Protesters Stage a ‘Die In’ in Longworth Cafeteria
Roughly 20 to 30 protesters staged a “die in” in the Longworth House Office Building cafeteria Wednesday afternoon to bring attention to police militarization and racial profiling.
The protest, first reported by The Washington Post, began at approximately 12:30 p.m. According to a cafeteria worker present for the demonstration, the protesters laid down on the ground between the cash registers and tables for about five minutes. Protestors held signs with “Black Lives Matter” and “I can’t breathe,” written on them, echoing slogans from protests that erupted across the country after Michael Brown, an African-American teenager, was shot and killed by Officer Darren Wilson in Ferguson, Mo., in August.
Bend the Arc, a Jewish organization, organized the Wednesday protest along with Auburn Seminary. The demonstrators included Jewish, Christian and Muslim clergy members and lay people of various faiths and backgrounds. The group chose to demonstrate in the crowded Capitol Hill eating area frequented by staffers and lawmakers to urge Congress to act.
“This idea for this particular action began to take shape several weeks ago, but we see it very much as part of our longstanding effort to address racial justice and our newer commitment to be supporting the demands coming out of the Black Lives Matter movement,” Stosh Cotler, CEO of Bend the Arc, said in a Wednesday phone interview.
“It also felt important for us to really bring the protest movement that’s out on the streets, in city and [cities] across the country, into the halls of power where members of Congress and their staff really do their business,” she said.
The protesters certainly caused a stir in Longworth, as the cafeteria worker noted the large dining area was busy in the heart of lunchtime. Cotler explained that the original plan was for protestors to lie on the ground for four-and-a-half minutes, signifying the four-and-a-half hours Brown’s body was left on the Ferguson street.
“We were not able to complete the full four-and-a-half minutes but I think we got close,” Cotler said. She described that after a few minutes, the Capitol Police instructed the demonstrators to leave or said they would be arrested, so they left. None of the protesters were arrested.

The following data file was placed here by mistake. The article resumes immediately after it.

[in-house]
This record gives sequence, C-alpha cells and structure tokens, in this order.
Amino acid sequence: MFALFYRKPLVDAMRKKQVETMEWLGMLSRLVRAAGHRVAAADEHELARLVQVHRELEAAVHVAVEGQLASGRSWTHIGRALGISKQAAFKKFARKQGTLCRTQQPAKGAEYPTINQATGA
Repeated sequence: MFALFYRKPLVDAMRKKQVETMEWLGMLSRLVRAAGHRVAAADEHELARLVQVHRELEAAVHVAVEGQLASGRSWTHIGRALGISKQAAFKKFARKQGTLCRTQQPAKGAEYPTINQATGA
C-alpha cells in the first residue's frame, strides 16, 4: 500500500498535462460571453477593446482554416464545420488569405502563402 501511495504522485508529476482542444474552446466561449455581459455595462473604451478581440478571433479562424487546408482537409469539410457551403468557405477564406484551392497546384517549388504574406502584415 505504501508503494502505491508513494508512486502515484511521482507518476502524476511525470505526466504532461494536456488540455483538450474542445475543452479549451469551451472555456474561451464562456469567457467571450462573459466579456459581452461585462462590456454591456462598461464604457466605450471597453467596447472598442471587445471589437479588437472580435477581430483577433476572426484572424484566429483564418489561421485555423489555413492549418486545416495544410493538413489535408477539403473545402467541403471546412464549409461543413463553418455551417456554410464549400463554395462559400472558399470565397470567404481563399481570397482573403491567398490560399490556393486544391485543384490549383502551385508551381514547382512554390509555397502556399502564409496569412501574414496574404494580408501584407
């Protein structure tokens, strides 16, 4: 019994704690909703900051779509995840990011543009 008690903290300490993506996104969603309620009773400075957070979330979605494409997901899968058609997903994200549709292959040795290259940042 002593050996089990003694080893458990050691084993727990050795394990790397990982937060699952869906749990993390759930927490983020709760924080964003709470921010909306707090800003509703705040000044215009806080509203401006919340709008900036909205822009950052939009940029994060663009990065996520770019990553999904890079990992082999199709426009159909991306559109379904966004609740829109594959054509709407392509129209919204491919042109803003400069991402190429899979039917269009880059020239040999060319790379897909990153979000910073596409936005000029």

Cotler and her fellow demonstrators also came with a list of demands for Congress, which included considering legislation banning racial profiling, holding hearings on discriminatory police practices, a demilitarization of police, and ending tactics such as “jump-outs,” where plain-clothed officers in unmarked cars conduct searches.
“It’s imperative that Congress does address the demands. These elected officials theoretically represent a constituency,” she said. “Americans are not going to back down.”
For Cotler, the protest Thursday was also significant because of the diverse group of protesters. “For me this was such a meaningful action in large part because it was done in a multiracial, multifaith, intergenerational partnership,” she said.
This is not the first time the “Black Lives Matter” protests have come to Capitol Hill. In December, African-American staffers demonstrated on the East Front steps striking what has become the iconic “hands up” pose. Protests that erupted in D.C. following the grand jury’s decision in November not to indict Wilson in Brown’s death also included a march to the Capitol grounds.
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